The Ports of Auckland strike action this Christmas period, the busiest time of year for the grocery sector, brings back bad memories of how regularly New Zealanders were held to ransom by strike action at critical times. Remember those 70s and 80s images of Mum, Dad, kids and camping gear squashed into a hot, stuffy car at one of the Cook Strait ferry terminals, waiting ... and waiting ... and waiting, tempers fraying and holiday plans in disarray thanks to another strike by the Cooks and Stewards Union miraculously timed for the holidays? At one point I recall the classic joke to anyone intending to cross on the ferry during holiday time was to wish them luck!
But just when it seemed carefully timed acts of holiday sabotage had been banished to the pages of history, along comes the strife at the Ports of Auckland to remind us that one part of our economy is still stuck in the 80s.
Only this time it's not Mum and Dad and screaming kids traversing Cook Strait who are affected, it's all New Zealanders who will wait while containers of food and grocery products sit on the wharf.
There's no doubt that over the past couple of decades there have been significant productivity gains on our wharves, but some of the arrangements at Ports of Auckland leave a lot to be desired. And as can be seen from the present dispute, they have implications for Kiwi shoppers throughout the country.
Auckland is New Zealand's biggest market. It's a major hub not just for international cargoes, but also for domestic freight, including food, beverage and grocery products used by Kiwis every day.
Without a doubt Christmas is the worst time of year for this port to grind to a halt. This is a time when manufacturers and suppliers of food and grocery products work hardest to meet demand, with stocks tested to the limit by Kiwis shopping for both Christmas and the holidays. It's already been a challenging year for food manufacturers without this inconvenient finale, with their supply chains under huge pressure as a result of the Christchurch earthquakes, tough competition, and the recent pipeline and power outages. The Ports of Auckland's troubles, and the extra costs created, are certainly a last-minute curve-ball that these businesses don't need.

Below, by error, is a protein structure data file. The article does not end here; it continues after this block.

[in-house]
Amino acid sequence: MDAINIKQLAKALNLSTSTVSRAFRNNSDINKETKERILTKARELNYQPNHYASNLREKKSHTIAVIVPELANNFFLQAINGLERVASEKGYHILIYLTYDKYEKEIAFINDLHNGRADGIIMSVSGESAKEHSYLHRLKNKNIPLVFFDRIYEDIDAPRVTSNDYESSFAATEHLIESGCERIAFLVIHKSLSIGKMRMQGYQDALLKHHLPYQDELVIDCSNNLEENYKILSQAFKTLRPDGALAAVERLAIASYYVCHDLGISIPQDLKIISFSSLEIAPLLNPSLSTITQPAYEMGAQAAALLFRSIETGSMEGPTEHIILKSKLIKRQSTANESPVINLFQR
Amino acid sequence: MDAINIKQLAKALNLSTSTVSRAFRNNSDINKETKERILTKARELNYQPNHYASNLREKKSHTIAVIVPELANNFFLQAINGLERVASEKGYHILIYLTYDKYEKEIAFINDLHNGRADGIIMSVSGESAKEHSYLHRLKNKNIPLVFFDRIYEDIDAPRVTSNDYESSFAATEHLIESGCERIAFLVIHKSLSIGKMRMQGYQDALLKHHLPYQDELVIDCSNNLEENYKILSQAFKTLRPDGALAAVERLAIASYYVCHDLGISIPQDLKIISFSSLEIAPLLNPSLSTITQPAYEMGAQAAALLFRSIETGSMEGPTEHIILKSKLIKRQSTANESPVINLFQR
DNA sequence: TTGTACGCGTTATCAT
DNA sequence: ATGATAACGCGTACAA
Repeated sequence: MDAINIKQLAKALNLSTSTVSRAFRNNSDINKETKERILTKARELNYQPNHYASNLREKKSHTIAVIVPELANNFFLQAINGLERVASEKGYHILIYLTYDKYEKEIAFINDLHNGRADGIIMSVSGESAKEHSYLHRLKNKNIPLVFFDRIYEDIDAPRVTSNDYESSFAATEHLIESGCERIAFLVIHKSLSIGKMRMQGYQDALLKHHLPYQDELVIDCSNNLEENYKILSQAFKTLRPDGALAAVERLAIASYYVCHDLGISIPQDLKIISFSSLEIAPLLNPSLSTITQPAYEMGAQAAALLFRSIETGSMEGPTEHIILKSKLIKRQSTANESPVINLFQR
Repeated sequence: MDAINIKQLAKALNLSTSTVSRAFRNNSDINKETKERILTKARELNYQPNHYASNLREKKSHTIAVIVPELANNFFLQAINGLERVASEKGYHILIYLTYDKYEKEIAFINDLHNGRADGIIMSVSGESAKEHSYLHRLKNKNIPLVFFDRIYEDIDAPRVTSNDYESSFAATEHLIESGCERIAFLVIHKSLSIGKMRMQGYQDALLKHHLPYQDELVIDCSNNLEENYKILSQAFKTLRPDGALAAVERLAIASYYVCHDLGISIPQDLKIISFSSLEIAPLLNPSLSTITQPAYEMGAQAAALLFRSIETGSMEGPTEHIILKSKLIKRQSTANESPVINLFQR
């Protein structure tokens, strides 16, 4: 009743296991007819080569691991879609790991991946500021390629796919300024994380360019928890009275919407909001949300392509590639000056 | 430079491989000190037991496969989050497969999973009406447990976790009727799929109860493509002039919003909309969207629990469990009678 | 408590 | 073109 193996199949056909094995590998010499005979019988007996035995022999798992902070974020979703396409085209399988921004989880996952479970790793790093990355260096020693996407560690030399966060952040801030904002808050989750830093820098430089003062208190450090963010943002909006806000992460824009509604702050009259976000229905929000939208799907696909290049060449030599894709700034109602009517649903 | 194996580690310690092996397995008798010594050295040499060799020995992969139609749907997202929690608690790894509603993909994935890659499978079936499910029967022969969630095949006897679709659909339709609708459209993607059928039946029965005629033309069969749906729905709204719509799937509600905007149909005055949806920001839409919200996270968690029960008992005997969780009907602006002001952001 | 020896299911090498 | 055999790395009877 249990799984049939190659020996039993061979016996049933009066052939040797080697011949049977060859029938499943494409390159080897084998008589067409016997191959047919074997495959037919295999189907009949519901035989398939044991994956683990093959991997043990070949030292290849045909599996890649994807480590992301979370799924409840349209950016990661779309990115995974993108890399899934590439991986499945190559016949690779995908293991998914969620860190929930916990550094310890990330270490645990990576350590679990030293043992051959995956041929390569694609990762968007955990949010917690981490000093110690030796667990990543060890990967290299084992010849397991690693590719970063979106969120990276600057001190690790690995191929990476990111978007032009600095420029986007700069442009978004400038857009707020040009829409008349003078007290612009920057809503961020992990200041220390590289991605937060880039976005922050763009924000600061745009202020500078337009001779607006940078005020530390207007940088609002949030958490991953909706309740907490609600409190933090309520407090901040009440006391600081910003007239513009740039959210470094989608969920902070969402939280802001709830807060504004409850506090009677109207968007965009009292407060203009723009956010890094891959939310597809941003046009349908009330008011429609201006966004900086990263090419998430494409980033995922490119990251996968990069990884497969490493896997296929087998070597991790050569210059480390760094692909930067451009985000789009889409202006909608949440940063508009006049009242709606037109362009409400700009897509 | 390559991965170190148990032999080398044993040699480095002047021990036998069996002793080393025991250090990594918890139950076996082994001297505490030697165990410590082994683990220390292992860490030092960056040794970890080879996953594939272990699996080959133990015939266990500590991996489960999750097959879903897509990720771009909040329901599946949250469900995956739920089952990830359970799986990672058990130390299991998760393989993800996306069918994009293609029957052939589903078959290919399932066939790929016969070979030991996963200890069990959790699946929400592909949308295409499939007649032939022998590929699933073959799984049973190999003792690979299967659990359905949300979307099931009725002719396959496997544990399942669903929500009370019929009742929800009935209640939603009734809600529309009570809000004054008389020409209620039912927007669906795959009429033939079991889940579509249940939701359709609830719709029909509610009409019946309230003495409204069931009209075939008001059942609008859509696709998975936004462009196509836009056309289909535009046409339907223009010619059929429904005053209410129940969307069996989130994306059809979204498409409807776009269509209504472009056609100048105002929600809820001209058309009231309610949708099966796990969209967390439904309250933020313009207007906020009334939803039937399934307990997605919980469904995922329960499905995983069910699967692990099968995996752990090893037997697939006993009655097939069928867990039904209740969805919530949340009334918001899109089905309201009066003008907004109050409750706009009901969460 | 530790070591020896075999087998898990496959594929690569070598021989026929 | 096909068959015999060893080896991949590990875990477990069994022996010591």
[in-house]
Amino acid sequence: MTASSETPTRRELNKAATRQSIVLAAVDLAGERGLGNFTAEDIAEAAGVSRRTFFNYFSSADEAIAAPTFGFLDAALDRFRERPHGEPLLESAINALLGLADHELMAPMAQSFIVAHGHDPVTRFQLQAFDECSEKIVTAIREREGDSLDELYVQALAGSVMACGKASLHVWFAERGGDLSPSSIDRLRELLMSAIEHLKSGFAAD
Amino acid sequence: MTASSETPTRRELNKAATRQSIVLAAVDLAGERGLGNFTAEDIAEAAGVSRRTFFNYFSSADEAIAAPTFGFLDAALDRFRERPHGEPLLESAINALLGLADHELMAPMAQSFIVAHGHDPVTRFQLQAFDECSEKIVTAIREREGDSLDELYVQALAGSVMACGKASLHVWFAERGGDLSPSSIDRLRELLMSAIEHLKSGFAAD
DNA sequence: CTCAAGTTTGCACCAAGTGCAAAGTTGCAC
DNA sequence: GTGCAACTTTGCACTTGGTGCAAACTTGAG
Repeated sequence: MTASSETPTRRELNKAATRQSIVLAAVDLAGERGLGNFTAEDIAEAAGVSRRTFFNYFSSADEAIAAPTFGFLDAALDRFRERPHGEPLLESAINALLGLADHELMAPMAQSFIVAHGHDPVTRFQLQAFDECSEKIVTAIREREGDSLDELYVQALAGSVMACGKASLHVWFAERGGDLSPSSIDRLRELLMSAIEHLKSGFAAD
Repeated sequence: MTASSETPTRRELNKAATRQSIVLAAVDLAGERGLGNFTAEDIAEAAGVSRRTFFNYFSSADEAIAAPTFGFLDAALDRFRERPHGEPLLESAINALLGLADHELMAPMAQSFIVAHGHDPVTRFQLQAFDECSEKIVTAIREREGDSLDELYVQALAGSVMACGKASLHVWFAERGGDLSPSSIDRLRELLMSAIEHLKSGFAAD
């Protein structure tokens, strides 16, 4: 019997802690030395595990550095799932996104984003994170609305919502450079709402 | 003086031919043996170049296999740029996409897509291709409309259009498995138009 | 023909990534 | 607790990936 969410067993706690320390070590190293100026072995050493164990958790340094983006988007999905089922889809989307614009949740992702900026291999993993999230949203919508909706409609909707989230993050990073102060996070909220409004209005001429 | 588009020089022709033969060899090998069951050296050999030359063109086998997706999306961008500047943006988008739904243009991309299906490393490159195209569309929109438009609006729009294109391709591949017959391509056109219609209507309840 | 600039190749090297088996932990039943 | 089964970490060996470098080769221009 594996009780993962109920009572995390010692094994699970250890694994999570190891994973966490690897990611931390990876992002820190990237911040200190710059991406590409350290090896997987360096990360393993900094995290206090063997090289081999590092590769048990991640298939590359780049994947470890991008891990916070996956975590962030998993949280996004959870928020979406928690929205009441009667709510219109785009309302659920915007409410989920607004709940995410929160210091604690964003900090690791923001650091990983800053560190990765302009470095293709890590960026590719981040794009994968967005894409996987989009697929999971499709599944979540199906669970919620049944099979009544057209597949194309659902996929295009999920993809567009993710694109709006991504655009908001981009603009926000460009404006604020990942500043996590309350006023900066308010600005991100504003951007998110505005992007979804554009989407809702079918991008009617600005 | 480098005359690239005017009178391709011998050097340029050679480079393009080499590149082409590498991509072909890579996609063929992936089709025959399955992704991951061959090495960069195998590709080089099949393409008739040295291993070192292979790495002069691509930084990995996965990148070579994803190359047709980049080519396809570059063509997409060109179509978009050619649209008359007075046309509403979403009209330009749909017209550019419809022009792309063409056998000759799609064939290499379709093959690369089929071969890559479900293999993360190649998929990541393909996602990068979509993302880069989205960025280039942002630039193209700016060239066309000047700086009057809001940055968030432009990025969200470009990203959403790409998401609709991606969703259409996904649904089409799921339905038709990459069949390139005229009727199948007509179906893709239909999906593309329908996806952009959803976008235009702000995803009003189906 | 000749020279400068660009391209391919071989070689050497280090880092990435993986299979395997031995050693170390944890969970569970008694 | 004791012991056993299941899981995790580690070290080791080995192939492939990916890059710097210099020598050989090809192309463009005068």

Many have been forced to look for other ways to get goods around New Zealand rather than using coastal shipping. As a result, already slim margins become slimmer, and at some point consumers will notice this through higher prices at the check-out.
Thankfully, New Zealand has a robust food supply network, so there is little risk of significant shortages. But there are limits. Many food and grocery suppliers operate just-in-time delivery systems, and inventories need to be replenished regularly. The ongoing strike action is taking its toll so if consumers can't find their favourite product on shelves this holiday then it's entirely possible it's sitting in a container in Auckland.
And although everyone hopes the situation will be resolved soon, it's obvious there needs to be a fundamental change in the way the port operates to make it as productive as other New Zealand ports. In spite of a generally well-paid workforce, some of whom earn upwards of $90,000, business commentators all agree that the port is performing poorly. The large difference in productivity levels compared with the Port of Tauranga is surely proof of this.
The Food & Grocery Council takes an interest in this issue because so many of our members rely on this strategic asset. FGC represents food and consumer product manufacturers and marketers such as Nestle, Sanitarium, Tasti, Hansells, Cerebos, Coca-Cola Amatil, Fonterra, Unilever, Colgate-Palmolive, Arnotts and Kraft. These companies must have efficient and reliable transport services to ensure their products are imported or exported to plan. Our members are deeply concerned about the reliability of the port. Some are quietly shifting their business.
Before the latest strike, one company with a large operation in the middle of Auckland switched to the Port of Tauranga as its main distribution port simply because it was more cost effective and more reliable. Many would assume that bypassing the closest port would be illogical, but for that business Tauranga's productivity levels mean it's still competitive even with additional land transport costs. Add the fact that the Auckland port can be shut down at a moment's notice by a workforce that's quick to strike, and the choice became obvious.
The modern union movement in New Zealand is far more progressive, realistic and constructive than it was decades ago, but the Maritime Union seems trapped in a 1980s time warp using heavy-handed tactics to protect out-of-date work practices. Sure, they are staunch defenders of their members, and that's their job, but they do need to step back and embrace a new century.
Ultimately, their tactics will compromise not only the port's profitability but the livelihood of their own members. The less competitive the port, the less business it will attract and the fewer people it will employ. Already the port has taken a direct hit with the lucrative Maersk contract moving to Tauranga, and Auckland's producers are also weighing up their options.
Ports of Auckland plays a critical role in New Zealand's economy. But if practices there don't change it will be only a shadow of what it could be - and all New Zealanders will pay the price.
- Katherine Rich is chief executive of the New Zealand Food and Grocery Council